I am an end-user of a private home computer that has a Core i5 processor. The computer has AMT, and I notice that the Intel Local Manageability Service (LMS.exe) uses approximately 25% of my CPU at all times. It seems to me that LMS and AMT make no sense for me as an end user. Therefore, I have two questions that I was hoping the community could answer:
1. Does AMT offer any benefit to me as an end-user if the computer is only used for basic home use? If I uninstall AMT, what functionality will I honestly be missing?
2. If I want to uninstall AMT, how do I do it? I tried to go into the BIOS (it's an ASUS motherboard) but couldn't find any relevant menus related to Intel AMT or Intel ME. Can anyone advise me how to remove it, or at minimum stop LMS.exe from auto-executing and using up so much CPU performance?
inbrian's pretty much got it right, vPro is targetted at the business sku's primarily, with an emphasis on remote manageability. There are certainly some potentially useful cases, remotely powering on the system over the internet and KVM come to mind. Historically Ylian has posted about this, I know he previously had a 2008 AMT system in his home and was making use of that, and more recently he's talked about getting power management information through iGoogle here:http://software.intel.com/en-us/blogs/2010/09/09/getting-computer-power-state-on-igoogle/. But those are definitely a subset of the usages that IT shops would be interested in.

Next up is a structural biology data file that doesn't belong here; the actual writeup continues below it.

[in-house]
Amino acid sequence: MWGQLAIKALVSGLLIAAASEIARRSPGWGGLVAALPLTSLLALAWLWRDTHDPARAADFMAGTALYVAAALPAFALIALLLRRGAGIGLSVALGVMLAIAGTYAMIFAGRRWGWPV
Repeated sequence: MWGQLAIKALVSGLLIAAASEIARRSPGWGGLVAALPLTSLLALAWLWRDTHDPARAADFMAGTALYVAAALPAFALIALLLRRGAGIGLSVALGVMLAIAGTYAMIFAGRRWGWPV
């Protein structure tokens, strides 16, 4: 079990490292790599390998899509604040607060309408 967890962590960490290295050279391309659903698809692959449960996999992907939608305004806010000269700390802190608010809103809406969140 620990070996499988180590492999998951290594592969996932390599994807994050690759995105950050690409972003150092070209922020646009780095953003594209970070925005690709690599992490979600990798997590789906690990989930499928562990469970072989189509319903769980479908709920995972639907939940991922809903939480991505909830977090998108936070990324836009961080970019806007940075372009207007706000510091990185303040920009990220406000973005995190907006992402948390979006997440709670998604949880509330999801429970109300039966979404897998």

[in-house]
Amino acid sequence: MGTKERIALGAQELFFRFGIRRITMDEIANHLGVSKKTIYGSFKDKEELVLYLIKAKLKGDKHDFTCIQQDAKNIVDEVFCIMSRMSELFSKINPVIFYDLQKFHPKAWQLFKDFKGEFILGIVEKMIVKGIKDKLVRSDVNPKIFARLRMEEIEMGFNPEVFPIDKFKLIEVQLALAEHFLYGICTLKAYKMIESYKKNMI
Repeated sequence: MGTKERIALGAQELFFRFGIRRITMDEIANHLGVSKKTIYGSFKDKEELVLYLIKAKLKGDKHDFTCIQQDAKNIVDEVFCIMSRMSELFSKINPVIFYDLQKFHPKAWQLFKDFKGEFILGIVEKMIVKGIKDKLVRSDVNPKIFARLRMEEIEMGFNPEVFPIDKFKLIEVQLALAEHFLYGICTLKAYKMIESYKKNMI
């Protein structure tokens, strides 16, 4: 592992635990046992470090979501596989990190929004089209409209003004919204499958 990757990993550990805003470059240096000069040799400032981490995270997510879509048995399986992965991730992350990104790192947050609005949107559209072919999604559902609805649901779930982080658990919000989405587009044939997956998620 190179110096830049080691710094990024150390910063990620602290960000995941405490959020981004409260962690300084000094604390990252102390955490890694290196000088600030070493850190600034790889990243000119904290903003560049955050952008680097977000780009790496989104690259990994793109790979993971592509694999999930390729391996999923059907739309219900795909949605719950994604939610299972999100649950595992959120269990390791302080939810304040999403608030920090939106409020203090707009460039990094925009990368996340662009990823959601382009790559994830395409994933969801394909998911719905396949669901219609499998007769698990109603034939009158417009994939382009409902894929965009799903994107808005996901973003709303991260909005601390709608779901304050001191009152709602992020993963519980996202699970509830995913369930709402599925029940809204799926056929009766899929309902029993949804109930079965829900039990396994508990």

You certainly can uninstall the components(how it shows up in the program list depends ongeneration, but it should mention AMT). Also, it tends to vary by OEM system, but every system I've seen does allow you to disable AMT in the BIOS. Actually, could you let me know what model of ASUS motherboard you have? This is something I'd like to feed back to the internal dev teams.
Thus far I have been unable to remove AMT, which is annoying. Any suggestions on how to go about uninstalling it if there are no AMT-related items in the BIOS?
If it's not in the BIOS, just uninstall the software components. In the installed software packages, you should be able to pick out the one that install the AMT software components.
I am not going to uninstall anything, but rather have use the Windows Computer Management interface to keep LMS.exe from executing at startup. It's amazing - my CPU usage (on a brand new Core i5) has gone from a baseline of 45% to a baseline of 3% just by keeping LMS.exe turned off.
This is an interesting situation. Seems like the increased utilization may be caused by the service trying to communicate with a device that is not present.
BKM will be to keep the LMS off of systems without AMT.
Thanks for the post.